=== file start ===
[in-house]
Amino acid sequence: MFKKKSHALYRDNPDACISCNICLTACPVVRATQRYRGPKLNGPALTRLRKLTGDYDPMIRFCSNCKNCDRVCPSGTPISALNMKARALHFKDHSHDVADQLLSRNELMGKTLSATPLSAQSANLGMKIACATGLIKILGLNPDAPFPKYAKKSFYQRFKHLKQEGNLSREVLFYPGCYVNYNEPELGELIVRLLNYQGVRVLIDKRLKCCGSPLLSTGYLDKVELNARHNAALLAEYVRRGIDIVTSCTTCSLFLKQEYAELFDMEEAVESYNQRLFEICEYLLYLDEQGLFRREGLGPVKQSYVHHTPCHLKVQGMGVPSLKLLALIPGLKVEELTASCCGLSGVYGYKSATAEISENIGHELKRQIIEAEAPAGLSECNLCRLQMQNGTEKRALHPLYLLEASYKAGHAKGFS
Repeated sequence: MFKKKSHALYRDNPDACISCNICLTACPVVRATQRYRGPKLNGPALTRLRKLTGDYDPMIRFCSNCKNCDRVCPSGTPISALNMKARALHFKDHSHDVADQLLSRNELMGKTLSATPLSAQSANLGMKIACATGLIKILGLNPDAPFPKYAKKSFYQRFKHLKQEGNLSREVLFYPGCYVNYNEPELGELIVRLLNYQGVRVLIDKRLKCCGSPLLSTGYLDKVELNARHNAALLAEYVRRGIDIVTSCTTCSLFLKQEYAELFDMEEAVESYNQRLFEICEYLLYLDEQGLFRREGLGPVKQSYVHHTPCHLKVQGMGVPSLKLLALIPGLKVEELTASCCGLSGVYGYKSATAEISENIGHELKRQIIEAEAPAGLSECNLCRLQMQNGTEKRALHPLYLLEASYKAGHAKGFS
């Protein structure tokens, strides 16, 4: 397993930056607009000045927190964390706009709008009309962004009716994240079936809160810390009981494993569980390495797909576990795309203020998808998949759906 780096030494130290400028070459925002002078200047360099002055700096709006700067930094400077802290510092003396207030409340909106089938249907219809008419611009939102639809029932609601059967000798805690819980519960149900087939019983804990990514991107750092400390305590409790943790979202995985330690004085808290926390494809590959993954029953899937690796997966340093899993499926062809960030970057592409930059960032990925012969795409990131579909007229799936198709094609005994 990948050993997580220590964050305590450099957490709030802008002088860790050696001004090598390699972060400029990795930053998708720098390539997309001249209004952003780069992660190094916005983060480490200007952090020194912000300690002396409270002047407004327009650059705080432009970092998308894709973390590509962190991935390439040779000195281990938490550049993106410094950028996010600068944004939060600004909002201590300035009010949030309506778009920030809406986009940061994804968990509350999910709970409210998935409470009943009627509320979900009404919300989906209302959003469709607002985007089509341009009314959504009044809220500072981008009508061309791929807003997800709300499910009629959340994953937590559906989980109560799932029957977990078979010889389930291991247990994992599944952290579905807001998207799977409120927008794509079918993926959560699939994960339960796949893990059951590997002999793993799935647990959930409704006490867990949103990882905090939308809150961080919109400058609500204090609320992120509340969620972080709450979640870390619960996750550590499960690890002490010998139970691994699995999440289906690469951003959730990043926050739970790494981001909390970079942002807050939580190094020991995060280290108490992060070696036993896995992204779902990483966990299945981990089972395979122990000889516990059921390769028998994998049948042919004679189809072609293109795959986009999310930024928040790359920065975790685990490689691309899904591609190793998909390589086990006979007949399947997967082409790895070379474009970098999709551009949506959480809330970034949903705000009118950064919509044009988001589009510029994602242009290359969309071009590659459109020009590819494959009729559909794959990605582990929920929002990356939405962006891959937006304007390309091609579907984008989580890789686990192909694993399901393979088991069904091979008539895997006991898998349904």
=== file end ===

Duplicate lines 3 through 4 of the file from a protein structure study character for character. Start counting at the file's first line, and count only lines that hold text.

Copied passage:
Repeated sequence: MFKKKSHALYRDNPDACISCNICLTACPVVRATQRYRGPKLNGPALTRLRKLTGDYDPMIRFCSNCKNCDRVCPSGTPISALNMKARALHFKDHSHDVADQLLSRNELMGKTLSATPLSAQSANLGMKIACATGLIKILGLNPDAPFPKYAKKSFYQRFKHLKQEGNLSREVLFYPGCYVNYNEPELGELIVRLLNYQGVRVLIDKRLKCCGSPLLSTGYLDKVELNARHNAALLAEYVRRGIDIVTSCTTCSLFLKQEYAELFDMEEAVESYNQRLFEICEYLLYLDEQGLFRREGLGPVKQSYVHHTPCHLKVQGMGVPSLKLLALIPGLKVEELTASCCGLSGVYGYKSATAEISENIGHELKRQIIEAEAPAGLSECNLCRLQMQNGTEKRALHPLYLLEASYKAGHAKGFS
């Protein structure tokens, strides 16, 4: 397993930056607009000045927190964390706009709008009309962004009716994240079936809160810390009981494993569980390495797909576990795309203020998808998949759906 780096030494130290400028070459925002002078200047360099002055700096709006700067930094400077802290510092003396207030409340909106089938249907219809008419611009939102639809029932609601059967000798805690819980519960149900087939019983804990990514991107750092400390305590409790943790979202995985330690004085808290926390494809590959993954029953899937690796997966340093899993499926062809960030970057592409930059960032990925012969795409990131579909007229799936198709094609005994 990948050993997580220590964050305590450099957490709030802008002088860790050696001004090598390699972060400029990795930053998708720098390539997309001249209004952003780069992660190094916005983060480490200007952090020194912000300690002396409270002047407004327009650059705080432009970092998308894709973390590509962190991935390439040779000195281990938490550049993106410094950028996010600068944004939060600004909002201590300035009010949030309506778009920030809406986009940061994804968990509350999910709970409210998935409470009943009627509320979900009404919300989906209302959003469709607002985007089509341009009314959504009044809220500072981008009508061309791929807003997800709300499910009629959340994953937590559906989980109560799932029957977990078979010889389930291991247990994992599944952290579905807001998207799977409120927008794509079918993926959560699939994960339960796949893990059951590997002999793993799935647990959930409704006490867990949103990882905090939308809150961080919109400058609500204090609320992120509340969620972080709450979640870390619960996750550590499960690890002490010998139970691994699995999440289906690469951003959730990043926050739970790494981001909390970079942002807050939580190094020991995060280290108490992060070696036993896995992204779902990483966990299945981990089972395979122990000889516990059921390769028998994998049948042919004679189809072609293109795959986009999310930024928040790359920065975790685990490689691309899904591609190793998909390589086990006979007949399947997967082409790895070379474009970098999709551009949506959480809330970034949903705000009118950064919509044009988001589009510029994602242009290359969309071009590659459109020009590819494959009729559909794959990605582990929920929002990356939405962006891959937006304007390309091609579907984008989580890789686990192909694993399901393979088991069904091979008539895997006991898998349904």